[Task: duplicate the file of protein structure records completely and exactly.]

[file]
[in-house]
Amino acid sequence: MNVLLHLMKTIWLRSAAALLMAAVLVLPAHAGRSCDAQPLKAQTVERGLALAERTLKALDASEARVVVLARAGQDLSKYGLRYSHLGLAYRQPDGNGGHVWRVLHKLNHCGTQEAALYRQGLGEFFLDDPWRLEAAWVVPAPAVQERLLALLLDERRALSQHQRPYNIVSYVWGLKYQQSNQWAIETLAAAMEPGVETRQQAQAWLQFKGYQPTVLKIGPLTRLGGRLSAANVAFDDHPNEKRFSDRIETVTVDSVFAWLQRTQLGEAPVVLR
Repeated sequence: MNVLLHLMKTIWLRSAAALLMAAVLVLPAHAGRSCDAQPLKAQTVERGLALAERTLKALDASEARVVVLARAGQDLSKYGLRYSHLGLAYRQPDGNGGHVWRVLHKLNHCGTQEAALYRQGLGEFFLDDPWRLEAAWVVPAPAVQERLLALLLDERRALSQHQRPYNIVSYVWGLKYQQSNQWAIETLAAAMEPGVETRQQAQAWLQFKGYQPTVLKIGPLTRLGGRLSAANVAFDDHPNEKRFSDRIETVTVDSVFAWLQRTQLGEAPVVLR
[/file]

[in-house]
Amino acid sequence: MNVLLHLMKTIWLRSAAALLMAAVLVLPAHAGRSCDAQPLKAQTVERGLALAERTLKALDASEARVVVLARAGQDLSKYGLRYSHLGLAYRQPDGNGGHVWRVLHKLNHCGTQEAALYRQGLGEFFLDDPWRLEAAWVVPAPAVQERLLALLLDERRALSQHQRPYNIVSYVWGLKYQQSNQWAIETLAAAMEPGVETRQQAQAWLQFKGYQPTVLKIGPLTRLGGRLSAANVAFDDHPNEKRFSDRIETVTVDSVFAWLQRTQLGEAPVVLR
Repeated sequence: MNVLLHLMKTIWLRSAAALLMAAVLVLPAHAGRSCDAQPLKAQTVERGLALAERTLKALDASEARVVVLARAGQDLSKYGLRYSHLGLAYRQPDGNGGHVWRVLHKLNHCGTQEAALYRQGLGEFFLDDPWRLEAAWVVPAPAVQERLLALLLDERRALSQHQRPYNIVSYVWGLKYQQSNQWAIETLAAAMEPGVETRQQAQAWLQFKGYQPTVLKIGPLTRLGGRLSAANVAFDDHPNEKRFSDRIETVTVDSVFAWLQRTQLGEAPVVLR